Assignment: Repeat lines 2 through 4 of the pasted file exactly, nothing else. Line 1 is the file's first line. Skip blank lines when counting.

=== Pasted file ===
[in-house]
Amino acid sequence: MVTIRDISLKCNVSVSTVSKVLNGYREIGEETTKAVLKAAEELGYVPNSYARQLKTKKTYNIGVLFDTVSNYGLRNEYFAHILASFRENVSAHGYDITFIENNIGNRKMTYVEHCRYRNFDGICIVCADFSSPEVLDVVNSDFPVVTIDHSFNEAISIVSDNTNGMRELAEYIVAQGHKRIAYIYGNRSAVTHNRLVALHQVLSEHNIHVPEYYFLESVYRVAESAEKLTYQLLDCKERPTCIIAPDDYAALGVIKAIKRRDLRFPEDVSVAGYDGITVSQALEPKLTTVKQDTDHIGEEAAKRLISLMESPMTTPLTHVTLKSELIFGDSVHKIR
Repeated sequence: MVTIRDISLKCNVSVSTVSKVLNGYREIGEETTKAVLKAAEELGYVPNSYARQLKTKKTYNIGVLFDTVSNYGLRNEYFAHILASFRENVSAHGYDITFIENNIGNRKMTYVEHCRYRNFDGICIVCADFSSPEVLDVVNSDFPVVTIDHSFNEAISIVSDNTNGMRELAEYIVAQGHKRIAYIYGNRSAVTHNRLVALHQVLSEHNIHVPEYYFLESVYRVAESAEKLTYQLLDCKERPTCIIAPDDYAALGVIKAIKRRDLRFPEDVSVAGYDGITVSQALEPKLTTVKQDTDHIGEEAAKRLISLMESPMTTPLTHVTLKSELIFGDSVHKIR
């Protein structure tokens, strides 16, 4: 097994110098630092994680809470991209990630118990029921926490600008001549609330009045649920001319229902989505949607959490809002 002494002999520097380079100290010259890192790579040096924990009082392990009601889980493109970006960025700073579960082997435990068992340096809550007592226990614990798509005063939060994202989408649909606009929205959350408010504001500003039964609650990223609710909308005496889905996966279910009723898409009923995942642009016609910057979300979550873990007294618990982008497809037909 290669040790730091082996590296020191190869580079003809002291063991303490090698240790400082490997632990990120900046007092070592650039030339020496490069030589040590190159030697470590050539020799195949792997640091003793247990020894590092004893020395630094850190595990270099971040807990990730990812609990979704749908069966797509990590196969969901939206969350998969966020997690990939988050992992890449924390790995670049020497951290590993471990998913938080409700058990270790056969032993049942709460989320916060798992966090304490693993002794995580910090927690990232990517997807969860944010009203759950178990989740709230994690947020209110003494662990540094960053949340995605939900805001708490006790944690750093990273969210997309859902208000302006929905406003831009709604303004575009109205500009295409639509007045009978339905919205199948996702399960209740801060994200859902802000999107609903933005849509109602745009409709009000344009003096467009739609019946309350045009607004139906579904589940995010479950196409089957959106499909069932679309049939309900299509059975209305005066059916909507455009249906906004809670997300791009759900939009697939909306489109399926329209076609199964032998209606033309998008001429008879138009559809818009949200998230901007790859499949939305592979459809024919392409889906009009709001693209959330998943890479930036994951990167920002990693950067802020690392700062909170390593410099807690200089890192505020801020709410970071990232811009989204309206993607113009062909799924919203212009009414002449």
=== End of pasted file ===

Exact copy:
Amino acid sequence: MVTIRDISLKCNVSVSTVSKVLNGYREIGEETTKAVLKAAEELGYVPNSYARQLKTKKTYNIGVLFDTVSNYGLRNEYFAHILASFRENVSAHGYDITFIENNIGNRKMTYVEHCRYRNFDGICIVCADFSSPEVLDVVNSDFPVVTIDHSFNEAISIVSDNTNGMRELAEYIVAQGHKRIAYIYGNRSAVTHNRLVALHQVLSEHNIHVPEYYFLESVYRVAESAEKLTYQLLDCKERPTCIIAPDDYAALGVIKAIKRRDLRFPEDVSVAGYDGITVSQALEPKLTTVKQDTDHIGEEAAKRLISLMESPMTTPLTHVTLKSELIFGDSVHKIR
Repeated sequence: MVTIRDISLKCNVSVSTVSKVLNGYREIGEETTKAVLKAAEELGYVPNSYARQLKTKKTYNIGVLFDTVSNYGLRNEYFAHILASFRENVSAHGYDITFIENNIGNRKMTYVEHCRYRNFDGICIVCADFSSPEVLDVVNSDFPVVTIDHSFNEAISIVSDNTNGMRELAEYIVAQGHKRIAYIYGNRSAVTHNRLVALHQVLSEHNIHVPEYYFLESVYRVAESAEKLTYQLLDCKERPTCIIAPDDYAALGVIKAIKRRDLRFPEDVSVAGYDGITVSQALEPKLTTVKQDTDHIGEEAAKRLISLMESPMTTPLTHVTLKSELIFGDSVHKIR
């Protein structure tokens, strides 16, 4: 097994110098630092994680809470991209990630118990029921926490600008001549609330009045649920001319229902989505949607959490809002 002494002999520097380079100290010259890192790579040096924990009082392990009601889980493109970006960025700073579960082997435990068992340096809550007592226990614990798509005063939060994202989408649909606009929205959350408010504001500003039964609650990223609710909308005496889905996966279910009723898409009923995942642009016609910057979300979550873990007294618990982008497809037909 290669040790730091082996590296020191190869580079003809002291063991303490090698240790400082490997632990990120900046007092070592650039030339020496490069030589040590190159030697470590050539020799195949792997640091003793247990020894590092004893020395630094850190595990270099971040807990990730990812609990979704749908069966797509990590196969969901939206969350998969966020997690990939988050992992890449924390790995670049020497951290590993471990998913938080409700058990270790056969032993049942709460989320916060798992966090304490693993002794995580910090927690990232990517997807969860944010009203759950178990989740709230994690947020209110003494662990540094960053949340995605939900805001708490006790944690750093990273969210997309859902208000302006929905406003831009709604303004575009109205500009295409639509007045009978339905919205199948996702399960209740801060994200859902802000999107609903933005849509109602745009409709009000344009003096467009739609019946309350045009607004139906579904589940995010479950196409089957959106499909069932679309049939309900299509059975209305005066059916909507455009249906906004809670997300791009759900939009697939909306489109399926329209076609199964032998209606033309998008001429008879138009559809818009949200998230901007790859499949939305592979459809024919392409889906009009709001693209959330998943890479930036994951990167920002990693950067802020690392700062909170390593410099807690200089890192505020801020709410970071990232811009989204309206993607113009062909799924919203212009009414002449």